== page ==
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Introducing public design

Posted by: , Posted on: - Categories: PublicPolicyDesign, Research, Thought leadership

A photo of people discussing public services.

A common anecdote that public sector designers tell is that they spend the first 10-minutes of every meeting explaining what design is and the second 10-minutes explaining why they should be sat at the table. There’s a serious issue that belies this tongue-in-cheek slice of life: we lack a well-understood proposition for design.

This is our fault – the fault of designers – there are so many explanations for design from each branch of the design family that it acts to confuse people. Our different explanations of design make sense to designers. But to others, this crazy paving approach to our value proposition looks – well, just crazy. The absence of a common proposition divides rather than unites the design family, and it is the number one barrier to bootstrapping design in governments. We need a universal definition and proposition for design in the language of governments and ministries of finance.

I’m making the case for a new definition: public design.

This can only succeed if designers collaborate on the definition. I am inviting you to participate in making that case as part of the new Public Design Review. So to get the conversation started, I offer you 3 waymarks…

A bigger, more inclusive definition of design practice

I’m not the first to use the phrase ‘public design’ (design leader, Christian Bason, used the term in his PhD many years ago), but the scope of public design as a practice is as yet undefined.

Within the design family, we define ourselves through our differences – it helps us work together and respect each other’s specialisms. This is often based on what we make and where we work in the policy-to-delivery pipeline (like transactional services, or strategic policy, or communication). While there are differences in how we work, what we have in common is far more powerful: the practice of design fundamentals about how to make things that deliver public value.

Public ministries of finance are, of course, interested in the bottom line. Efficiency has and always will be important. But they are increasingly broadening their definition of value to be far more holistic in order to deliver meaningful outcomes to citizens. The UK’s Public Value Framework, Scotland’s National Performance Framework, Wales’ Future Generations Act, the United Nations’ Sustainable Development Goals: all seek to expand the definition of public value.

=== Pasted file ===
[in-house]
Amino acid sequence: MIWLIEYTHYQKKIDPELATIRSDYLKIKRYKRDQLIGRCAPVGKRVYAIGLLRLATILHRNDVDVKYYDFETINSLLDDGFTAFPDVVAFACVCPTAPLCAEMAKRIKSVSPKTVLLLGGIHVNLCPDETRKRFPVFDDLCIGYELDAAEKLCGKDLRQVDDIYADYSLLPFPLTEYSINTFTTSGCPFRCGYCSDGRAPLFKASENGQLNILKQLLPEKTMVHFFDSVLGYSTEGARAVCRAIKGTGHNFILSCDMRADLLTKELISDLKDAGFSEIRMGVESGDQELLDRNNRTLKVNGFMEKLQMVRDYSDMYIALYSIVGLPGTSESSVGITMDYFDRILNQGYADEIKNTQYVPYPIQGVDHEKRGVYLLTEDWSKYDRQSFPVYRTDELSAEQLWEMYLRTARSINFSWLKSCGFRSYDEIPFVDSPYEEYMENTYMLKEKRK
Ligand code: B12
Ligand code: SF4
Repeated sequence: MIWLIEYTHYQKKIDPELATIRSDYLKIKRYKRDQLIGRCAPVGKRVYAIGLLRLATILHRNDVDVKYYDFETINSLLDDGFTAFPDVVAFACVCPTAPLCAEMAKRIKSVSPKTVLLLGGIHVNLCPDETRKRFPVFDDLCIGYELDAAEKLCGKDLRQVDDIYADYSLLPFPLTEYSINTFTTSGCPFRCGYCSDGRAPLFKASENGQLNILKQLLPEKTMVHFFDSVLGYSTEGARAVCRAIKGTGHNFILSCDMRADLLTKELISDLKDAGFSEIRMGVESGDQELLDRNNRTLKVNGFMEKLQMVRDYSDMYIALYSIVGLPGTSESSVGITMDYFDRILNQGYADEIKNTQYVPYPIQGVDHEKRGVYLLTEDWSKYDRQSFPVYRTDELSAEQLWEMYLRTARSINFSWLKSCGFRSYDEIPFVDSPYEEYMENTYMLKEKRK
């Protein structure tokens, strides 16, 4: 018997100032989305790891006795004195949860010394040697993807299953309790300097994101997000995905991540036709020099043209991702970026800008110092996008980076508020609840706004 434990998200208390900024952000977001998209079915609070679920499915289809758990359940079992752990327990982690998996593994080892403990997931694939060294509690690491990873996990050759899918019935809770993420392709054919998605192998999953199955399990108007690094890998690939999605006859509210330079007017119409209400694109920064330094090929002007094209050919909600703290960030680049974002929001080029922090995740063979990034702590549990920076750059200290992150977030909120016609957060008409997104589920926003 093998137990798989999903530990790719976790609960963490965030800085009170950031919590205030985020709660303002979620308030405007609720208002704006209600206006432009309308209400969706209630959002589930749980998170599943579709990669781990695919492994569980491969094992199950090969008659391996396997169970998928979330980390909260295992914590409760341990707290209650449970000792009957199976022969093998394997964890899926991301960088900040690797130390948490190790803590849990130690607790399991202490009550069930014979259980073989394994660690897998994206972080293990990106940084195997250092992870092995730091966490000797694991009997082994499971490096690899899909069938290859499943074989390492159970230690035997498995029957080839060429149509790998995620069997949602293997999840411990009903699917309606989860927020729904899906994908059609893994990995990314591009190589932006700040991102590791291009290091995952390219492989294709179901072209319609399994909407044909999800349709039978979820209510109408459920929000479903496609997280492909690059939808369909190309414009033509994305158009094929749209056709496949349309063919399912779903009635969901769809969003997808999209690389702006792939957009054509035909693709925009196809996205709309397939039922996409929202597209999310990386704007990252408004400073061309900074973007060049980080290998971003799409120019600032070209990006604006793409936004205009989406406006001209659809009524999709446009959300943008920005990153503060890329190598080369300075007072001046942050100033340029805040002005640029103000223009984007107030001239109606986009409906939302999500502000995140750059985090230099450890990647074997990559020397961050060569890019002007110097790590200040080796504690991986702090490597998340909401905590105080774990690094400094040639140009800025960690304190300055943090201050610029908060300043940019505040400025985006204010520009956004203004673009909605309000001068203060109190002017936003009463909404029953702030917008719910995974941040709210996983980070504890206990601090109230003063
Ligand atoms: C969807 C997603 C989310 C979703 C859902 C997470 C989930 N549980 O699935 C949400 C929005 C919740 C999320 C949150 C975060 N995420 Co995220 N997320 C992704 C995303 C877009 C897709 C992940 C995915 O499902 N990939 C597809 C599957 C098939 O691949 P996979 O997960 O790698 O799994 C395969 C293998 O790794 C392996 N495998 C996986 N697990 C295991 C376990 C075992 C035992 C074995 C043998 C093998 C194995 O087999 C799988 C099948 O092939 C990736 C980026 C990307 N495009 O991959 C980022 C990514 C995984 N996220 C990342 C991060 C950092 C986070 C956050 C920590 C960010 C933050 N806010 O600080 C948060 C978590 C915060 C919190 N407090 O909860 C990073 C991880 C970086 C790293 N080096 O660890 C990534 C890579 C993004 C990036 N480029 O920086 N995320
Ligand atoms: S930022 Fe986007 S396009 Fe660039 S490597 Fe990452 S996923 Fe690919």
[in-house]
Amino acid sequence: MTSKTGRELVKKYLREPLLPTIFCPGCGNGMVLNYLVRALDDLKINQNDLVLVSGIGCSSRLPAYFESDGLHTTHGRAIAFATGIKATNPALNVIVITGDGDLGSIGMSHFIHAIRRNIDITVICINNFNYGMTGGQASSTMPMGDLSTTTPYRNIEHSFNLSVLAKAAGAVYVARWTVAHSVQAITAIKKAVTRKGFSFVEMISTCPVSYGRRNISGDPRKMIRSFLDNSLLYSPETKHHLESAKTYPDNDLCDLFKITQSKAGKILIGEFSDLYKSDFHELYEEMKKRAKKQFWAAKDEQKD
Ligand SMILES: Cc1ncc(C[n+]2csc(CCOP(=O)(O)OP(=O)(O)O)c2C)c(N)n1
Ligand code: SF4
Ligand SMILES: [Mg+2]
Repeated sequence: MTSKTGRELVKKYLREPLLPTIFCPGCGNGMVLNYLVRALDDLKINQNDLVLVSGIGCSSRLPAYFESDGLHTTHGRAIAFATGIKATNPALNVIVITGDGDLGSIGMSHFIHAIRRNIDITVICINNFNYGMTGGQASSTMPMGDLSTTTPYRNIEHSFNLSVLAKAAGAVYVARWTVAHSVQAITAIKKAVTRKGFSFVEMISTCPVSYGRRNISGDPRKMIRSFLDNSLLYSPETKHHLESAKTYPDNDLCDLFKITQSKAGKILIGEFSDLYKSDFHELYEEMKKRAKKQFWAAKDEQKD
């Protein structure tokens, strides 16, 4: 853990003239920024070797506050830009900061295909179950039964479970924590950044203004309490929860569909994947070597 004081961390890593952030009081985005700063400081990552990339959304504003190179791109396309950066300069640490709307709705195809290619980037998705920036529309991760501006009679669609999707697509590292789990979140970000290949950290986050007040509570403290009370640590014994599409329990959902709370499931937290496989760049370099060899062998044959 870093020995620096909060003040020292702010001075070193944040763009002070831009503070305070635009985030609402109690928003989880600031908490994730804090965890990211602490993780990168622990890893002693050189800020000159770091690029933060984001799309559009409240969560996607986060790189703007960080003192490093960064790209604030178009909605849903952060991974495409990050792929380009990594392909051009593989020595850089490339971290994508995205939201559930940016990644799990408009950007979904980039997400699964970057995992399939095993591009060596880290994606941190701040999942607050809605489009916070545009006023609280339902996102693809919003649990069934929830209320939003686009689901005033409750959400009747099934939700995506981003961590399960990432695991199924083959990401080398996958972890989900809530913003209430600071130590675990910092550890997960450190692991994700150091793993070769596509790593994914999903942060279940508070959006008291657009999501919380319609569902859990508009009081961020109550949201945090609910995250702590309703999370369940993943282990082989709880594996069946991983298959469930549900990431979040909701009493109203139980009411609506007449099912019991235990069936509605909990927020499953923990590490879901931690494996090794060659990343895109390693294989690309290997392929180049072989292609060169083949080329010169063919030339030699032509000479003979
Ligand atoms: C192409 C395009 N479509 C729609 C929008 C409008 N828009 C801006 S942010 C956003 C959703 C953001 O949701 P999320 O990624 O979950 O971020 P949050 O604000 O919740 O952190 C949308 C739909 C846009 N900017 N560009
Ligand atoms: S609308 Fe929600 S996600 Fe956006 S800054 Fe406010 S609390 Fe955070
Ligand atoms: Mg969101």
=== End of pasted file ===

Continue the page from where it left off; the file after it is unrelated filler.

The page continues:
So to all designers who work in the public sector: define yourselves by the common public value outcomes we all seek, not the small differences in how we work.

User-centred design is not enough

Designers in government are passionate about user-centred design. We care deeply about the needs of people and help to ensure their voice is included in decision making. This can be truly transformational for public policies and services. But from the perspective of senior public leaders and ministries of finance it’s simply not enough. They are making trade-offs between:

  • intent (the change that a government seeks)
  • systems (the environment the policy or service has to survive and thrive in)
  • people (those who use the policy or service and what they need and will respond to).

Civil services everywhere tend to be: brilliant at understanding intent (there is substantial bureaucratic machinery surrounding ministers to enact their ambitions); middling at understanding systems (systems are usually organised, especially social ones, so officials can get to grips with them and often do); and poor at understanding people (because they are unorganised, so very difficult for officials to engage with).

Designers have been incredibly successful at plugging that gap with user-centred design. But if we are going to renew our contract with governments, we need to ensure our definition of design reflects the world as governments see it. That means designers continuing to be brilliant at user-centred design, but it also requires a deliberate focus on crystallising and responding to intent, and being systems thinkers to respond to complex environments.

Our place in governments

A large part of what policymakers do is system stewardship – it’s keeping the lights on (literally and metaphorically). This is an incredibly important job in the increasingly complex and turbulent world that we live in. A smaller, but no less important, part of the work is making and re-making public policies and services – and this is where design experts can help.